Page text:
Tensors Explained

You can do a lot of electronics without ever touching a tensor, but there are some situations in which tensors are absolutely essential. The problem is that most math texts give you a very dry description that is difficult to internalize. That’s where [The Science Asylum] comes in. Their recent video (see below) starts with the dry definition and then shows you what it means and why.

According to the video, the textbook definition is:

A rank-n tensor in m-dimensions is a mathematical object that has n indices and mn components and obeys certain transformational rules.

That sounds a lot like an array but we are not sure what “certain transformational rules” really means to anyone.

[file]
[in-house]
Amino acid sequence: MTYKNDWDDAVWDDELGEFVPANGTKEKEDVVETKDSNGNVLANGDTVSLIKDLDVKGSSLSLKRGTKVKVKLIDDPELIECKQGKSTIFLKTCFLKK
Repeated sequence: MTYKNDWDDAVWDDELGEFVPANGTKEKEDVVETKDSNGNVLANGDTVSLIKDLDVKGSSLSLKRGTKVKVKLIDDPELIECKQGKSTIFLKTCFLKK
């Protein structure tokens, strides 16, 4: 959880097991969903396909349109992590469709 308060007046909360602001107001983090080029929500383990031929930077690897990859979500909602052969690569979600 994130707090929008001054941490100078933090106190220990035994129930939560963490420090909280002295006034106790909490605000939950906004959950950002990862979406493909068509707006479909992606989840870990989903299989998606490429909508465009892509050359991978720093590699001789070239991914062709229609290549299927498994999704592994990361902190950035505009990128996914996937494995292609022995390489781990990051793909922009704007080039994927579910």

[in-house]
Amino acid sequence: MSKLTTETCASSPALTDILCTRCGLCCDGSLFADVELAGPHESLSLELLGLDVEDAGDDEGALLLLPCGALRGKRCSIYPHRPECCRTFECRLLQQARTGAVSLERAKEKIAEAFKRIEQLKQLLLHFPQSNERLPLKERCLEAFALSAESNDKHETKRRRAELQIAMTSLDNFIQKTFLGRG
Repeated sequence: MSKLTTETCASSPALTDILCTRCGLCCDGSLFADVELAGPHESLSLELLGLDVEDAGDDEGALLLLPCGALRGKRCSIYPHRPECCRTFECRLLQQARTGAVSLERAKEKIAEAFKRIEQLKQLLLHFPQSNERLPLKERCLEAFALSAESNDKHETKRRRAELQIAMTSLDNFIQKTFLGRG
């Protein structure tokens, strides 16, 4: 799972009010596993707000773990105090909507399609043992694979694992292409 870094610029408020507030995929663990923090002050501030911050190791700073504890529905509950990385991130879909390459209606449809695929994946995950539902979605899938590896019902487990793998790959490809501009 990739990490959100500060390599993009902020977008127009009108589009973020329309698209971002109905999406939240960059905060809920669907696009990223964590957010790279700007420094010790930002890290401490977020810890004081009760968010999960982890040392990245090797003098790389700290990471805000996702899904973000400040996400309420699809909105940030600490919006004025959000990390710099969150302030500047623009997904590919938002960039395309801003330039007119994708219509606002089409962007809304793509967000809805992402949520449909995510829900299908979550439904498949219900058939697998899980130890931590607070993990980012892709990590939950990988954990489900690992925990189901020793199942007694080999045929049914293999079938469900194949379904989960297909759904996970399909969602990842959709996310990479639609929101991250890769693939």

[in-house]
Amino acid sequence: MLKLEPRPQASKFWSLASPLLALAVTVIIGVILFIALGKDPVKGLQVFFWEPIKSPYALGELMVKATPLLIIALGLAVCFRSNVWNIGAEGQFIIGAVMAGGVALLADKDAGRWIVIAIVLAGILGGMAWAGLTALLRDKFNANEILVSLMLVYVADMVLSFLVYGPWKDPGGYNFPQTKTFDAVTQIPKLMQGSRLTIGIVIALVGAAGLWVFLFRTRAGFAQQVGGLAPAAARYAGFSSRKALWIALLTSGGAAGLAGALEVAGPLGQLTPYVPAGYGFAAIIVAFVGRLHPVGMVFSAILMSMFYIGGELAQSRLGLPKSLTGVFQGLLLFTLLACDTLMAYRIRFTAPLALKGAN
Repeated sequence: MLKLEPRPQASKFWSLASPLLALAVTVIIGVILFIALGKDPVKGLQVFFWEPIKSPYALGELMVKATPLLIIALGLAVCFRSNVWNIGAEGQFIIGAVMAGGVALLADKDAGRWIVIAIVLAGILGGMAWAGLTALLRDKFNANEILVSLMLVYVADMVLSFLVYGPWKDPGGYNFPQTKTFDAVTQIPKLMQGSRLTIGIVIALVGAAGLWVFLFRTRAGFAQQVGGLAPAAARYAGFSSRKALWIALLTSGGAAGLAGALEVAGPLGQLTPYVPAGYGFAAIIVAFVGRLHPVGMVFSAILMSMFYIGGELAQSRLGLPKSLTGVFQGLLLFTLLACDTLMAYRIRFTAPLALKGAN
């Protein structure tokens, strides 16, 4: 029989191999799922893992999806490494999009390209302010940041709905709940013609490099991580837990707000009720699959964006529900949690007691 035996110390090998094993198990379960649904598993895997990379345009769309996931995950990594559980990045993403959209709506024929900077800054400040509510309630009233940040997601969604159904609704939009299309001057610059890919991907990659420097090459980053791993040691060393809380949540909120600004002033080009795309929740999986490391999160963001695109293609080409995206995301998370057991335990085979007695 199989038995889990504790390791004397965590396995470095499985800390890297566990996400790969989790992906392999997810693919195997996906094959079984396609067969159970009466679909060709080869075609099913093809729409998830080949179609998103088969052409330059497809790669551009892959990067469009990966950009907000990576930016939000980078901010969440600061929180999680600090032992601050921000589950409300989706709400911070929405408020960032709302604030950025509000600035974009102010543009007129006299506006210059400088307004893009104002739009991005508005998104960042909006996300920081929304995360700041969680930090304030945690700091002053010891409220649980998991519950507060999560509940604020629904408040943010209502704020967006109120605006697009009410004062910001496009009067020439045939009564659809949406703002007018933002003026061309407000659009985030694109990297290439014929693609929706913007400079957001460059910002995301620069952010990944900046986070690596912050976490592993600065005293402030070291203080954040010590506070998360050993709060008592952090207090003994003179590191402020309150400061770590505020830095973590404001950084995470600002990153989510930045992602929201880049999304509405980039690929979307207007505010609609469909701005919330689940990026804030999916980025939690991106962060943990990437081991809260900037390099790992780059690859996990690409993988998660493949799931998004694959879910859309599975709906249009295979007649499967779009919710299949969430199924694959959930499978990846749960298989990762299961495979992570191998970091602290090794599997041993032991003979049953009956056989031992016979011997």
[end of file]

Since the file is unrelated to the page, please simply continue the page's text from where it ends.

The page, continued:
Wikipedia does a little better:

[A]n algebraic object that describes a linear mapping from one set of algebraic objects to another.

These constructs are key to anything electromagnetic (including antennas) and show up a lot in stress calculations and quantum mechanics. Even Einstien’s theory of relativity uses tensors.

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